Further research is needed to address the issues with outcome measurement and extension of time horizon so that all appropriate impacts of the intervention can be fully captured. Internet-delivered psychotherapeutic interventions, such as this intervention, have great potential of being cost-effective when proven effective in improving health and quality of life of their target population. Their low intervention cost compared with other interventions that entail higher running costs is likely a very attractive feature to decision-makers. Internet-CBT has been proven effective targeting different mental health conditions, and has shown similar effect sizes to those of face-to-face interventions.38 A recent study by Lenhard et al 39 demonstrated that internet-CBT is cost-effective and can generate savings when treating adolescents with obsessive-compulsive disorder. Further research investigating the cost-effectiveness of internet-CBT versus a face-to-face delivery to a group of adolescents with IBS is recommended.

Conclusions

The findings demonstrated that internet-CBT improves HRQoL and generates small QALY gains at a higher cost than a waitlist control. Internet-CBT for adolescents with IBS is likely to be cost-effective given the strong efficacy evidence, QALY gains and low cost; however, full economic evaluations employing relevant preference-based quality-of-life instruments, and longer time horizons are needed to provide stronger evidence for decision-making against other competitive alternatives.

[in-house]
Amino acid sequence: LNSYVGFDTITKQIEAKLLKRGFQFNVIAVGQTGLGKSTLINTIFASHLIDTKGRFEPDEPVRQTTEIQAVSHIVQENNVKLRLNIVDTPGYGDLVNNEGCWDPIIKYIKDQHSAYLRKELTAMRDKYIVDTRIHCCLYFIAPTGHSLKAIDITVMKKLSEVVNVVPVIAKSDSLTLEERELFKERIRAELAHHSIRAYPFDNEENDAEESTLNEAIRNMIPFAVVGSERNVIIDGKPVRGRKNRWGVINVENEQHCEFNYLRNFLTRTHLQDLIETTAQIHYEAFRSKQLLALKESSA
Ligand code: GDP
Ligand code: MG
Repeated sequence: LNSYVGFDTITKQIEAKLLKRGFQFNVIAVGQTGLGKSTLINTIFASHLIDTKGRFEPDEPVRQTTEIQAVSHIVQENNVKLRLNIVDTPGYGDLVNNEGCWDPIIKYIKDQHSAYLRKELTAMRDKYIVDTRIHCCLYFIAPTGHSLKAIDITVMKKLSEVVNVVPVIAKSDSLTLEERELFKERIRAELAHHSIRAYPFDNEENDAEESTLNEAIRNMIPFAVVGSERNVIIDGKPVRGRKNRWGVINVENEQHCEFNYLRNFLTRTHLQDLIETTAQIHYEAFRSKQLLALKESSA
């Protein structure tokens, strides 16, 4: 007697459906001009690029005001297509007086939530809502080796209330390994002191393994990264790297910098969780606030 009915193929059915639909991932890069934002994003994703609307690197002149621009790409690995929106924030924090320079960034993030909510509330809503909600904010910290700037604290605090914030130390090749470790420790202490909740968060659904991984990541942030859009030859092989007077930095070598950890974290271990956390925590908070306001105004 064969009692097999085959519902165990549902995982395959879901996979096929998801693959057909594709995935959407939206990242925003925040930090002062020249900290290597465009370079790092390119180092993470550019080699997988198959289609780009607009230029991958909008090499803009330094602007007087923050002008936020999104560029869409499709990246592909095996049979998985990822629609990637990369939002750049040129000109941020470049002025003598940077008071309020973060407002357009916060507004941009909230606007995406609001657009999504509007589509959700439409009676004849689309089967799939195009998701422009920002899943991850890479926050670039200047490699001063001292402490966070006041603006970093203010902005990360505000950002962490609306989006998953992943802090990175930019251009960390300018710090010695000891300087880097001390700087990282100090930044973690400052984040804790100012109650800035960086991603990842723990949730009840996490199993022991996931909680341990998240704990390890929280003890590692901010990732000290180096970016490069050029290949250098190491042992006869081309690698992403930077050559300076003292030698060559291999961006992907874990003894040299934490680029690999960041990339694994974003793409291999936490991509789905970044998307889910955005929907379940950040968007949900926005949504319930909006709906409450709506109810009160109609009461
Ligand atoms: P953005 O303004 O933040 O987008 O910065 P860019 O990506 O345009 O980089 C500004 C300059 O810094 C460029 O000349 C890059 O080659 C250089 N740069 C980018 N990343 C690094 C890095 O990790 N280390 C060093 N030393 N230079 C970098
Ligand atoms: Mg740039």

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Footnotes

  • Patient consent for publication Not required.

  • Contributors MB, OO, EH, ES and BL designed the trial. MB, OO, ML, EH, FL, ES and BL contributed to data collection. FS, RS and IF were the trial health economists and conceived the economic evaluation. FS and RS analysed the data. FS drafted the manuscript. All authors contributed to data interpretation and approved the final manuscript.

  • Funding This study was supported by grants from the Jan and Dan Olsson Foundation (4-1559/2013), the Swedish Research Council (521-2013-2846), the Kempe-Carlgren Foundation, the Ruth and Richard Julin Foundation (2012Juli0048), the Majblomman Foundation, the Ishizu Matsumurais Donation, the Bengt Ihre Foundation (SLS-331861), the Bengt Ihre Research Fellowship in Gastroenterology, the Swedish Society of Medicine (SLS331681, SLS-410501), the Stockholm County Council (ALF) and the Swedish Research Council for Health, Working Life and Welfare (2014-4052). Financial support was also provided through the regional agreement on medical training and clinical research between Stockholm County Council and Karolinska Institutet (20130129).

  • Disclaimer None of the funding bodies had any influence on study design, implementation, data analysis or interpretation.

  • Competing interests None declared.

  • Provenance and peer review Not commissioned; externally peer reviewed.

  • Data sharing statement All data requests should be made to the corresponding author.